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  1. #1
    Join Date
    Apr 2012
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    259

    Default exterior work with an insurance adjustor

    I know that no one likes to talk about pricing since it is so hard to get enough details to make a good comparision. So I will give it my best shot.

    We had a bad hailstorm come thru town about a month ago. Had several clients who have asked for my advice on things that I do not normally get involved in, namely roofing, vinyl siding replacements and gutters. For the easy part. 2 of my customers have obvious damage from hail on one side of the roof and the shingles are about 10 years old. The insurance just wants to pay for part that is damaged which I can understand from their point of view. From mine, it seems that this means for the next roof you are going to need to only do half in another 10 years, the other half in 20 years and so on. That does not make sense to me. You would never get a complete new roof this way. Plus I am no hail expert but just because the storm came from one direction it was still hitting the roof maybe just not as directly and as hard. Wondering if that is a common occurance for the insurance to do that?

    Second has to do with vinyl siding replacement. I was asked to look at the estimates they got from the insuance company to replace probably 40 year old 8 inch wide alumnimun siding with Mainstreet by Certainteed. It is a basic job, one story house with 12 windows to wrap, no soffit and fascia work to be replaced. The siding has to be all taken off and then new installed. By my estimates the insuarnce company is paying out $200 per square for the work which I think is way too low. I am not sure exactly how depreciation and all that works but if the siding is around $100 per square I just do not see how anyone can remove old and install new for another $100. That includes fanfold according to insurance.

    Wondering what kind of pricing might be considered a fair price to talk to the insurance company about. I have not done a siding job in ages but thougt that it was close to $225 a square 5 or so years ago.

    Other thing that I know has nothing to do with depreciation is the estimator says you can get a dumpster to haul things away for $125. Not sure where he is from but that aint going to happen here.

    Do not need exact numbers since I know it is not possible but even a range would tell me if I am wrong and the insurance is right. Thanks.

  2. #2
    Join Date
    Feb 2008
    Location
    Northwest Indiana
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    5,576

    Default Re: exterior work with an insurance adjustor

    Beez,

    What insurance company and what appraisal company. You can send that to me off the forum if you wish.

    If you are handling this for your clients you need to get an exclusive signed by the clients.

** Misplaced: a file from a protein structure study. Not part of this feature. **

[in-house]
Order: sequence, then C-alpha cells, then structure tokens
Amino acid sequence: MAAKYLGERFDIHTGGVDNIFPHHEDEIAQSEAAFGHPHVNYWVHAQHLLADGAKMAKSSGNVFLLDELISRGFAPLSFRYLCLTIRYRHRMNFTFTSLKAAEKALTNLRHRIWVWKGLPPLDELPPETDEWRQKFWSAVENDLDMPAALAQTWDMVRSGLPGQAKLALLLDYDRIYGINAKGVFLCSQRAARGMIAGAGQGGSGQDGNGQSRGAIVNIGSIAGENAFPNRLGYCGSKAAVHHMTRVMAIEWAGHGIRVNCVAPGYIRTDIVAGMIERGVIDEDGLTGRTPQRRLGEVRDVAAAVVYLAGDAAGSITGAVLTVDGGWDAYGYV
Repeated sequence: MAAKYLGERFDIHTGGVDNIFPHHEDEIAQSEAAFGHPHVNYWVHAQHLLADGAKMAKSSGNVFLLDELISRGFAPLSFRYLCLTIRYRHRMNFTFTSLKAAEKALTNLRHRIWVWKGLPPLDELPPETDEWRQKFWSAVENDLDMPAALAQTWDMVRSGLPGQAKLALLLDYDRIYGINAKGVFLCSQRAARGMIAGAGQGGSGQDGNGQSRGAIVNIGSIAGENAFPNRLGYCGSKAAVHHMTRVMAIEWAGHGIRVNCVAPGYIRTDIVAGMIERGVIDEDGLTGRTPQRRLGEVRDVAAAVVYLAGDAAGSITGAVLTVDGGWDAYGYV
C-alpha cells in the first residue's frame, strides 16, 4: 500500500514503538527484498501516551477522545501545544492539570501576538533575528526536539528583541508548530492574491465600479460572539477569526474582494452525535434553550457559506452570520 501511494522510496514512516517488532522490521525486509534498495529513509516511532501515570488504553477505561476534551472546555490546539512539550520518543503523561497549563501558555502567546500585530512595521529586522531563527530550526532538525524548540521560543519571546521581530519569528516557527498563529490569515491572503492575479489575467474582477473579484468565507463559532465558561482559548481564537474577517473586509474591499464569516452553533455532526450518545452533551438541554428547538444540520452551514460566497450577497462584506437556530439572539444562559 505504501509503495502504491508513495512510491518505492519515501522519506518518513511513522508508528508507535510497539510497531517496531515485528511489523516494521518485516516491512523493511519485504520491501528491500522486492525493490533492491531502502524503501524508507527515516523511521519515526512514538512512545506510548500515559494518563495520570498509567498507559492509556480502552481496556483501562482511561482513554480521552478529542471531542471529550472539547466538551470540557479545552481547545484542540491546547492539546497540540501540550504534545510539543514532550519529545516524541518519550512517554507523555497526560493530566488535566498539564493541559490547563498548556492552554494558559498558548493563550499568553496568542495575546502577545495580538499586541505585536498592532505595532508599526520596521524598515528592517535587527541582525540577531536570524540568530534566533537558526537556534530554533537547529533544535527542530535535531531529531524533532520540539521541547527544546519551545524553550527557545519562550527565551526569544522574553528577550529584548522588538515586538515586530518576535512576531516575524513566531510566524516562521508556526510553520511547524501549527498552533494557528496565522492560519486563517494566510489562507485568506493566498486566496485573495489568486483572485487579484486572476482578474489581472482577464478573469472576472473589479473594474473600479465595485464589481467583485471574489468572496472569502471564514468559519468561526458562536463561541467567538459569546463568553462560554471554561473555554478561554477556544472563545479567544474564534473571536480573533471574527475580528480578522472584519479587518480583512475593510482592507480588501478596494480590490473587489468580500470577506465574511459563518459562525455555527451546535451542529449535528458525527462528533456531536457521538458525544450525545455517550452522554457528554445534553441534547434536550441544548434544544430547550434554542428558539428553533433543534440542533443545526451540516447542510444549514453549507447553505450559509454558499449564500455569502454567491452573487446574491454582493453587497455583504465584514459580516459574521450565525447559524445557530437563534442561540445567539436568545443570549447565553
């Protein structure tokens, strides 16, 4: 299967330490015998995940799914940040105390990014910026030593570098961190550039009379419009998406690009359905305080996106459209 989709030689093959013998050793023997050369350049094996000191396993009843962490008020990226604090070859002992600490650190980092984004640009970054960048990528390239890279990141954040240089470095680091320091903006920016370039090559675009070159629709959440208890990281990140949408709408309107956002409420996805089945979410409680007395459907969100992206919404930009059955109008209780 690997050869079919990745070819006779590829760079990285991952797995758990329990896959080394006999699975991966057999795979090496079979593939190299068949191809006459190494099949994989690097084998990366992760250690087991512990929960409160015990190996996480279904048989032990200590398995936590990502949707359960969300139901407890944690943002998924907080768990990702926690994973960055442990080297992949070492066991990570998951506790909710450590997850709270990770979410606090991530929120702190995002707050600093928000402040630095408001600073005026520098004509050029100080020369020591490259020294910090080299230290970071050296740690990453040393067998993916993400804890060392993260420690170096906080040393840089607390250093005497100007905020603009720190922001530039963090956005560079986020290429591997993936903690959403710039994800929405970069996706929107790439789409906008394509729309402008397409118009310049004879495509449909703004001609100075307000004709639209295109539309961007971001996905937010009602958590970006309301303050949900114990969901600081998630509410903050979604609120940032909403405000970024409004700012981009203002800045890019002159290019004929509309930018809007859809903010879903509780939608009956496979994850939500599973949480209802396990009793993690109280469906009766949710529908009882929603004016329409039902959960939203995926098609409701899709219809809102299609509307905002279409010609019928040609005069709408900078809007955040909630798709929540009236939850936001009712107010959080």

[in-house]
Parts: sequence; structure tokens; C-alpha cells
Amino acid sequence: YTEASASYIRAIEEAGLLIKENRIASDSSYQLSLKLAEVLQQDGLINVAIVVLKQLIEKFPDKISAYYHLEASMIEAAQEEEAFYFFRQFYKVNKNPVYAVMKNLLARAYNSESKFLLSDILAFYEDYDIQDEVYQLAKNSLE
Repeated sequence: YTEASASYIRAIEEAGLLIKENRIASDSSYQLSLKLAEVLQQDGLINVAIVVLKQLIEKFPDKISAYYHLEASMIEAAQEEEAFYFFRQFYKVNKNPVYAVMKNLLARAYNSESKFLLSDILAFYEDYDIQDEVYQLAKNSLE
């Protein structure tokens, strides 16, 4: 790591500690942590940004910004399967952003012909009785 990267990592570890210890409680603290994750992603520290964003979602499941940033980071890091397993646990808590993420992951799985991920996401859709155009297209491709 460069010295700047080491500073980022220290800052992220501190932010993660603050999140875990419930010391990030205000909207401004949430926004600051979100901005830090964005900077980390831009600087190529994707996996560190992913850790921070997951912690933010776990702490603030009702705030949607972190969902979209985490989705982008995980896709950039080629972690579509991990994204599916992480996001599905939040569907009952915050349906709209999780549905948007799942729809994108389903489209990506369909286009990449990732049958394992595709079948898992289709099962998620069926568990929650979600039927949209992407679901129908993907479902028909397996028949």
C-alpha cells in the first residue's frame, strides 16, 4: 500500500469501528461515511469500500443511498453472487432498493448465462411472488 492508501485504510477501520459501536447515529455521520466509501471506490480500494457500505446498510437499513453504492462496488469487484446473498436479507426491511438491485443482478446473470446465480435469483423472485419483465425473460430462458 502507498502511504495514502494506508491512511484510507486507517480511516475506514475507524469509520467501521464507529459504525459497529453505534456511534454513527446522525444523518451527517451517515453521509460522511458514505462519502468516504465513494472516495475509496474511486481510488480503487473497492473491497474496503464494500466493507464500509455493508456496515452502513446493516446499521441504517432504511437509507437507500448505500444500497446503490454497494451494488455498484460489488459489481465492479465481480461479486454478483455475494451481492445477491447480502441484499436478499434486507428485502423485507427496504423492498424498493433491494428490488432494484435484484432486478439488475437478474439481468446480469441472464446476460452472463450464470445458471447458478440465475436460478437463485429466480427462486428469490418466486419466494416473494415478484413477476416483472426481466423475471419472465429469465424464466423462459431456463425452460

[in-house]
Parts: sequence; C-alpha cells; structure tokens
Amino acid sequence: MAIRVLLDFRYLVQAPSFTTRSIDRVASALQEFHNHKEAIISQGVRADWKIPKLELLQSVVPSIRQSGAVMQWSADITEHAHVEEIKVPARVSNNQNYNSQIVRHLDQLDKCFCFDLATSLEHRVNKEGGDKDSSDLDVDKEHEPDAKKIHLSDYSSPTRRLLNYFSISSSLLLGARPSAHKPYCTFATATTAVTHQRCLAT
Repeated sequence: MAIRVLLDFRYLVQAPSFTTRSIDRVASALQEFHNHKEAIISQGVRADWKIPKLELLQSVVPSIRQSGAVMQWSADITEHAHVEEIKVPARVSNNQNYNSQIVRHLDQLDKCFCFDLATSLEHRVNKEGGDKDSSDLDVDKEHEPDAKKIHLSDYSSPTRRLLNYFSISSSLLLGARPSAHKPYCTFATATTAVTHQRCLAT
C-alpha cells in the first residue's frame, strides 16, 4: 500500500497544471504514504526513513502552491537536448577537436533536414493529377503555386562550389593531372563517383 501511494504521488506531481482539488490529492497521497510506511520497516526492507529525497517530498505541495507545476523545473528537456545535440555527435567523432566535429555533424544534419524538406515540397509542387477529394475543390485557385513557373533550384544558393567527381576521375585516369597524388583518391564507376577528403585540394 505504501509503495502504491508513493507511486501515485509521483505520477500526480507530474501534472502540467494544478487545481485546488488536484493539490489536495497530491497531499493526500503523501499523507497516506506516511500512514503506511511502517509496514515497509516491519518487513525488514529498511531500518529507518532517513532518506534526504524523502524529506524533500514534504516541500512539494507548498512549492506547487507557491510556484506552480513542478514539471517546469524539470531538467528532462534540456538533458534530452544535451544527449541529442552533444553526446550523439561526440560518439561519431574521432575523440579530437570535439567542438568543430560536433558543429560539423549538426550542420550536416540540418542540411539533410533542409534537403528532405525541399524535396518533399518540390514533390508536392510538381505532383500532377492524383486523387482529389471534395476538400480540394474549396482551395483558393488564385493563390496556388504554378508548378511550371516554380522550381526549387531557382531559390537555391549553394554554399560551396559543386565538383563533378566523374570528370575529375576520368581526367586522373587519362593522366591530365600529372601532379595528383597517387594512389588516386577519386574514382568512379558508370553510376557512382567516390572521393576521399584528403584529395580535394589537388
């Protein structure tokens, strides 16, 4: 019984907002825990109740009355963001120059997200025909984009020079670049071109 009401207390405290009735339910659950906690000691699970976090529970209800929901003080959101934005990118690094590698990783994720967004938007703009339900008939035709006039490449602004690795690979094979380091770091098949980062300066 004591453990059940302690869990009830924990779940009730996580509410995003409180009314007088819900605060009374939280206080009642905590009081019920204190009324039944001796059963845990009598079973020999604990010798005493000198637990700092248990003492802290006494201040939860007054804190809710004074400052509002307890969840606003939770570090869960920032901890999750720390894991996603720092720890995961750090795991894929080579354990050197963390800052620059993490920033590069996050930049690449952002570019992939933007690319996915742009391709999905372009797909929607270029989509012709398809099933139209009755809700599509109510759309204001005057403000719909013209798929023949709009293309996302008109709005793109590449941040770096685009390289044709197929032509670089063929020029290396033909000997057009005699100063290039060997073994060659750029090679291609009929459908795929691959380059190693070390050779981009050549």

On the roof the courts have ruled they have to replace the entire roof.

    They don't set your prices you do.

    Keep records of your cost the insurance company has to pay your cost plus overhead and profits.

    What the insurance company is required to cover is governed by policy and state law.

    The $225.00 is about $125.00 lite.

    Tom
    Last edited by tjbnwi; 05-29-2012 at 07:29 AM.
    http://chicagocraftsmen.org/2011/06/261.html

    Check with the AHJ, what we say doesn't matter.

  3. #3
    Join Date
    Dec 2005
    Location
    Michigan
    Posts
    7,261

    Default Re: exterior work with an insurance adjustor

    Tom is basically correct.

    Right up front, you can't get involved with insurance pricing as a spectator, "friend" or good samaritan. That's a no-win proposition. Either you take the job or you don't. If you don't, refrain from getting involved.

    If you want the job, you tell the customers that you need a commitment and then you will help them negotiate the best deal you can, up to a point. You give them a quote if the're serious. You make clear to the client that your price has nothing to do with the insurance settlement. You also tell them that insurance companies are neither stupid nor philantropic. And therefore no, they're not going to get a free remodel out of the deal. And most likely the settlement will not cover the cost of repairs by a good contractor.

    Once you get a commitment, you ask the insurance adjuster to give you his spreadsheet, which he does in Exactimate, and start taking it apart line by line. Provide both client and adjuster with well documented reasons why his numbers are BS.

    And yes, I recently had an adjuster write down on a basement flood redo that he allowed $250 diosposal/hauling on the basis of "2 pickup truck loads". You just tell the client and adjuster why that's incorrect. If the adjuster doesn't back down, it's up to the owner to go to war or pay up. Not your problem.

  4. #4
    Join Date
    Apr 2012
    Posts
    259

    Default Re: exterior work with an insurance adjustor

    thanks for the replies guys. Since this is work that I don't normally do, especially the roofing I am not really interested in being the contractor for the job. Was just trying to offer some advice on the job.

    I thought I had heard that the roofs had to be replaced completely but was wondering if that was just a rumor or more of a fact. And I do not really know if they have full replacement insurance or some other form that might allow them to do only a partial replacement.